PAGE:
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Television House, on Kingswaymarker in Londonmarker was, from 1955, the London headquarters of Associated-Rediffusion, Independent Television News, the TV Times magazine, the Independent Television Companies Association and, at first, Associated TeleVision. It was later the headquarters of Rediffusion, London and its successor, Thames Television.


Adastral House

The Kingsway area had been redeveloped at the start of the 20th century from slums and tenement housing into a broad avenue with grand office buildings and expensive town houses.

After the formation of the Air Ministry in 1918, headquarters were found on Kingsway and one of two identical buildings opposite Bush House became Adastral House. This was the home of the Air Ministry through World War II and became famous after the war as the central London temperatures and wind speeds were measured from its roof by the Met Office and announced as such during the BBC weather forecasts.

Television House

In 1954, the Independent Television Authority (ITA) awarded the first two contracts for the new ITV commercial television system. Because the BBC had previously held a monopoly on broadcasting, there were no non-BBC television studio facilities in the UK. Associated-Rediffusion, as one of the two contractors, needed to build from scratch a whole new facility. The company had hired Thomas Brownrigg as General Manager, partially due to his extensive knowledge of planning and project management, which would be needed in simultaneously building a new company and its studios and headquarters.

British Electric Traction, majority owner of Associated-Rediffusion, bought the freehold on Adastral House from the government. Brownrigg engaged Bovis Limited (later Bovis Construction) to gut the building internally and build a new suite of offices, technical facilities and studios to be called Television House. This was begun in early 1955 and, with a planned start date for ITV of 22 September 1955, was worked on at great speed, virtually 24 hours a day.

Four small studios (numbered 7, 8, 9 and 10) were built inside the building, mainly for current affairs and continuity use (the main large studios were constructed on the site of the former 20th Century Fox studios in Wembleymarker in Middlesexmarker). Additionally, office space and dining facilities for over 1000 people was created. A suite of management offices, complete with oak-panelled boardroom, was built.

The original headquarters and studio facilities of ITN were located on the seventh and eighth floors of the building.

The TV Times, part-owned by Associated-Rediffusion, occupied offices in the building from 1957 until April 1958.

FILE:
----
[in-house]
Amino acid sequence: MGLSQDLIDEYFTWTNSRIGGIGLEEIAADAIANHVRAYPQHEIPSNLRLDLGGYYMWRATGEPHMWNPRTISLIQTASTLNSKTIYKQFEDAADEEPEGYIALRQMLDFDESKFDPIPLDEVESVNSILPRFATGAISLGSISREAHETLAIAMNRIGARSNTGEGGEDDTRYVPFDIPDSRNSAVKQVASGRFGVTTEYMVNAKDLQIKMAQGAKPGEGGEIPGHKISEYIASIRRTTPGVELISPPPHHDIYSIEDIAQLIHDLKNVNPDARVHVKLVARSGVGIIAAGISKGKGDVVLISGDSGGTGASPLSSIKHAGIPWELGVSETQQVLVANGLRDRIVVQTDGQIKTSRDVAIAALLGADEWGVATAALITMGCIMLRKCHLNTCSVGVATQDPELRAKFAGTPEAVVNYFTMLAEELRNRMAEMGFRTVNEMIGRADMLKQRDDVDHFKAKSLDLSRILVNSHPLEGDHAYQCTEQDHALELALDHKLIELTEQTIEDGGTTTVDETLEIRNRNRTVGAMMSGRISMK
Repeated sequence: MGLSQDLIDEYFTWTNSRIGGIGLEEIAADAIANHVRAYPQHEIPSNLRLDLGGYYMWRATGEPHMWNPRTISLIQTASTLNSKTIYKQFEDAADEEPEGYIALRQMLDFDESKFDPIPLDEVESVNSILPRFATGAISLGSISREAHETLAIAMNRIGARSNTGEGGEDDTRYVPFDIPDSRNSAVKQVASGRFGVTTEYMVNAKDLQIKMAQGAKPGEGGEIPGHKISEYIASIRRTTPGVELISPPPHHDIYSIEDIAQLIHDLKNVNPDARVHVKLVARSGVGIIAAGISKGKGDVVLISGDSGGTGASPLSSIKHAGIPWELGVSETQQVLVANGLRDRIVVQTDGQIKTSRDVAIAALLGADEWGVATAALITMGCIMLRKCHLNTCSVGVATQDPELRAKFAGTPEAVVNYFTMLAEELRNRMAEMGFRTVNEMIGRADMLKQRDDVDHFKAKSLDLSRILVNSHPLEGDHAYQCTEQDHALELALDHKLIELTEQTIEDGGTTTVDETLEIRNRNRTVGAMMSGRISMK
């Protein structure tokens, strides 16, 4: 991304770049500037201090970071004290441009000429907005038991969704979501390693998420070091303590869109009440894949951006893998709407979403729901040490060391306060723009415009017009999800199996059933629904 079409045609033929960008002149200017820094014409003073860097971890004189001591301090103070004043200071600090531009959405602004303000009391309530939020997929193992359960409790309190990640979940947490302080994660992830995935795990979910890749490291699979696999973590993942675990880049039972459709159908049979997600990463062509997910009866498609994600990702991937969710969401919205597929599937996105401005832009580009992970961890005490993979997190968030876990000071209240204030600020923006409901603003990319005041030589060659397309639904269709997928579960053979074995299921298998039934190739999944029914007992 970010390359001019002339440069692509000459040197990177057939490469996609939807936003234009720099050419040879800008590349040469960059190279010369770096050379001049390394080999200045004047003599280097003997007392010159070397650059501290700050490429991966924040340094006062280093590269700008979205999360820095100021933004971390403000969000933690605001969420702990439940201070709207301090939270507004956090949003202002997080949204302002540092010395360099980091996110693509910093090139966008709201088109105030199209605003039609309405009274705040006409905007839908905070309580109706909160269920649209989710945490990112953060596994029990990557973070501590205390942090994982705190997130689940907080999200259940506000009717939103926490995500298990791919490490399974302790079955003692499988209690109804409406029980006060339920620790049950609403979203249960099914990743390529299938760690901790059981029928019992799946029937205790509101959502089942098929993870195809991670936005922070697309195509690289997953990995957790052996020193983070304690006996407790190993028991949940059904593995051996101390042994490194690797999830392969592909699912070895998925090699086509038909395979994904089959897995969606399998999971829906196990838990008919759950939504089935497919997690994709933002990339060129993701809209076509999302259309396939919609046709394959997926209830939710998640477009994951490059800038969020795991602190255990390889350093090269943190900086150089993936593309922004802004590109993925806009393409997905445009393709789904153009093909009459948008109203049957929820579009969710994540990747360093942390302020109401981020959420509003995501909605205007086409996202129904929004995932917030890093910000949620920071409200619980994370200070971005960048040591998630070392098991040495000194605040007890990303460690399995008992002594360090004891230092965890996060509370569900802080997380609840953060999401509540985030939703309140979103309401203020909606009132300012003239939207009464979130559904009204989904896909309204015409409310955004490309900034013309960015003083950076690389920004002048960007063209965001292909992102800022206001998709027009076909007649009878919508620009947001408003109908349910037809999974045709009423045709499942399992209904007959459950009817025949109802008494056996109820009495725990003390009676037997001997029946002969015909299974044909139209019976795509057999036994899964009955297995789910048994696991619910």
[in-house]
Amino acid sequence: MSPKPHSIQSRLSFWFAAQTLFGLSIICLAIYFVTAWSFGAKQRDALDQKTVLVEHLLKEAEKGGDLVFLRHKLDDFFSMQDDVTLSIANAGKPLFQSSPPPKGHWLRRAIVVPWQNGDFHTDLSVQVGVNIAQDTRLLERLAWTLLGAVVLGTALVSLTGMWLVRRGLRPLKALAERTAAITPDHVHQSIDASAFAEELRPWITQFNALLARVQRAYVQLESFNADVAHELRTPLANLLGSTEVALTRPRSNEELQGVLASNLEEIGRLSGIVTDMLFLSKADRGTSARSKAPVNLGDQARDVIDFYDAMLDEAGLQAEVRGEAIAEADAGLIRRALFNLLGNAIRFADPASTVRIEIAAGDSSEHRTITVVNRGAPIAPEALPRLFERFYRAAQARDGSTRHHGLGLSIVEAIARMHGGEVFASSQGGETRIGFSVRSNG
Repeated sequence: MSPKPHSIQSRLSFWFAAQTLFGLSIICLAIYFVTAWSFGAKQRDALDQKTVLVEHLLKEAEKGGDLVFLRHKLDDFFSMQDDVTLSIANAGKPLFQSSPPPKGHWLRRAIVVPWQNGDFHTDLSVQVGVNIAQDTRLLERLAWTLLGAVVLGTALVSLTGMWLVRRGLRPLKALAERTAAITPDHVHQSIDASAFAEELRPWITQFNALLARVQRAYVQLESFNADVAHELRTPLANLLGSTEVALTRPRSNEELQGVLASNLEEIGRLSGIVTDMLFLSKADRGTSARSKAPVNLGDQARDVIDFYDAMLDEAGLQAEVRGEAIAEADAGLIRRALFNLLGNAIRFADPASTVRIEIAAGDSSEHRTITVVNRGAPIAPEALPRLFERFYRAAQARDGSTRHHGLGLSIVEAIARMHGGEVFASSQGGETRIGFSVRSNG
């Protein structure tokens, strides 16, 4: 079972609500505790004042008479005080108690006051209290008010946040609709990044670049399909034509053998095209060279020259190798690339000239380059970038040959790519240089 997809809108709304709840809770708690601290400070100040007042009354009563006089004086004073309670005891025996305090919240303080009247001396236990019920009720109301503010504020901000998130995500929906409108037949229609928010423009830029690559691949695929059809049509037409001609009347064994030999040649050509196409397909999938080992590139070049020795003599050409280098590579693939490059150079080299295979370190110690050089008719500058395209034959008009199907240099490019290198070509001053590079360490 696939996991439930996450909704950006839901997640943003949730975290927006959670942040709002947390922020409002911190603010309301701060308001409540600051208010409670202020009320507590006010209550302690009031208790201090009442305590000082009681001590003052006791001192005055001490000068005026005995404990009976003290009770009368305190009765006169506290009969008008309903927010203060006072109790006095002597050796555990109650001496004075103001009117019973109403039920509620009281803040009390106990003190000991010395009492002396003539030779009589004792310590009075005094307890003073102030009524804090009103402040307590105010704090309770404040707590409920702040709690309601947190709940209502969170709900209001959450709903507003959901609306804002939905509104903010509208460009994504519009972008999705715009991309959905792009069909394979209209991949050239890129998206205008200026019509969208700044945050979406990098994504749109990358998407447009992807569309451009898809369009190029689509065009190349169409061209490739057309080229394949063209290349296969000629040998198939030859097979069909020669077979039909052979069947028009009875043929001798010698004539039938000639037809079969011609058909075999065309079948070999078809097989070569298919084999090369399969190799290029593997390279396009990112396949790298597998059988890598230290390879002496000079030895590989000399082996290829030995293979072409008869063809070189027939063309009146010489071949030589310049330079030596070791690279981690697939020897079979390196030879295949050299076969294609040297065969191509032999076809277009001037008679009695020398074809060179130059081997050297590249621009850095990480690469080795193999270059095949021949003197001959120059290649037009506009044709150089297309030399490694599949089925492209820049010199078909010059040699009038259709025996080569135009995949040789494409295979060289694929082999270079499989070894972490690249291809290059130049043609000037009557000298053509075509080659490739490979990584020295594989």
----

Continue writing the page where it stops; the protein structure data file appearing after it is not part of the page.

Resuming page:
A computer room, housing an early mainframe computer that controlled advertising bookings, was added on the second floor in 1966.

Associated TeleVision (ATV) inhabited Television House for the first few years of broadcasting, mainly just for office accommodation rather than studio facilities. For a period early in ITV's history, Associated-Rediffusion provided this space for free as part of the effort to keep ITV afloat during the financial crisis of 1955-1957.

St Catherine's House

In the 1967 ITV contract round, the ITA awarded the London weekday contract to a joint company made up of ABC Weekend TV and Rediffusion Television, Thames Television. This new company had a surplus number of studios in London. The Wembley studios were therefore sold to the new London Weekend Television. Thames, controlled by the former ABC, decided that a brand new studio complex, equipped from the start for colour broadcasting and located out of the centre of London would be more appropriate.

Thames used Television House as its headquarters whilst the building of the new Thames Television House in Eustonmarker took place.

When Television House was vacated in the early 1970s, it was again occupied by the government, this time the General Register Office, where it housed the birth certificates of the Englishmarker and Welshmarker populations. The building was renamed to St Catherine's House.

In the 1990s, the building was vacated by the General Register Office, which moved to Southportmarker in Merseyside, and, after extensive refurbishment, it became the UK headquarters of ExxonMobil.


After ExxonMobil left and further redevelopment work took place in 2007, the building is now called "Centrium" and is multiple-occupancy offices.

Production space

  • Studio 7: 702 sq ft = 65 m². 33' by 24' = 10 m x 7.3 m
  • Studio 8: 950 sq ft = 88.3 m². 38' by 25' = 11.6 m x 7.6 m
  • Studio 9: 2416 sq ft = 224.5 m². 64' by 40' = 19.5 m x 12.2 m
  • Studio 10: 312 sq ft = 29 m². 26' by 12' = 8 m x 3.7 m
  • Master Control: 900 sq ft = 83.6 m².
  • Maintenance Workshop: 1150 sq ft = 107 m².
  • VTR (with 2x Ampex video recorders): 320 sq ft = 30 m².
  • Telecine (with 2x Cintel, 1x RCA Vidicon and 2x EMI Flying Spot telecine machines): 1150 sq ft = 107 m².
  • Rehearsal rooms x6: 7500 sq ft = 697 m².
  • Projector theatres x 6
  • Cutting rooms x15
  • Dubbing theatre


  • Croston, Eric ITV 1963 London: Independent Television Authority 1963
  • Various authors A Guide to Rediffusion Television Studios London: Rediffusion Television Ltd April 1967
  • Elliott, Ronald (Ed.) Fusion: Associated-Rediffusion's House Magazine number 19, June 1961
  • Graham, Russ J London Calling undated, accessed 21 February 2006
  • Centrium, accessed 7 February 2008

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